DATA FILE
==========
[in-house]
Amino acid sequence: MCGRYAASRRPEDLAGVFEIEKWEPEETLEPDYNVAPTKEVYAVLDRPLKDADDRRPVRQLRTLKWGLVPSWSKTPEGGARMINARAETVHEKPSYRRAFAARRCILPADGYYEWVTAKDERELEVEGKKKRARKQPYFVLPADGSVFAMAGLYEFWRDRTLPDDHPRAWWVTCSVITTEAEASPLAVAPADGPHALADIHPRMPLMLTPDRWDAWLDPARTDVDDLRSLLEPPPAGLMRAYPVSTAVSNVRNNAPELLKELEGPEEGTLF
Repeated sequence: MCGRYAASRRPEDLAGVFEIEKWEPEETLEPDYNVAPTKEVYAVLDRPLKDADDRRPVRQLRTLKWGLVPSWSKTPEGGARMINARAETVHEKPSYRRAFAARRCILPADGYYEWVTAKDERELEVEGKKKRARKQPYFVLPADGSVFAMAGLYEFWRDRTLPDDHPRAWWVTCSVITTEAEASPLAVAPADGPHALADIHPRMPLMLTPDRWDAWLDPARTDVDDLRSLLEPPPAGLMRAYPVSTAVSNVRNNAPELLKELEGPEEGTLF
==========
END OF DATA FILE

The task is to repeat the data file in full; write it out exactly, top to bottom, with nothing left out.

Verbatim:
[in-house]
Amino acid sequence: MCGRYAASRRPEDLAGVFEIEKWEPEETLEPDYNVAPTKEVYAVLDRPLKDADDRRPVRQLRTLKWGLVPSWSKTPEGGARMINARAETVHEKPSYRRAFAARRCILPADGYYEWVTAKDERELEVEGKKKRARKQPYFVLPADGSVFAMAGLYEFWRDRTLPDDHPRAWWVTCSVITTEAEASPLAVAPADGPHALADIHPRMPLMLTPDRWDAWLDPARTDVDDLRSLLEPPPAGLMRAYPVSTAVSNVRNNAPELLKELEGPEEGTLF
Repeated sequence: MCGRYAASRRPEDLAGVFEIEKWEPEETLEPDYNVAPTKEVYAVLDRPLKDADDRRPVRQLRTLKWGLVPSWSKTPEGGARMINARAETVHEKPSYRRAFAARRCILPADGYYEWVTAKDERELEVEGKKKRARKQPYFVLPADGSVFAMAGLYEFWRDRTLPDDHPRAWWVTCSVITTEAEASPLAVAPADGPHALADIHPRMPLMLTPDRWDAWLDPARTDVDDLRSLLEPPPAGLMRAYPVSTAVSNVRNNAPELLKELEGPEEGTLF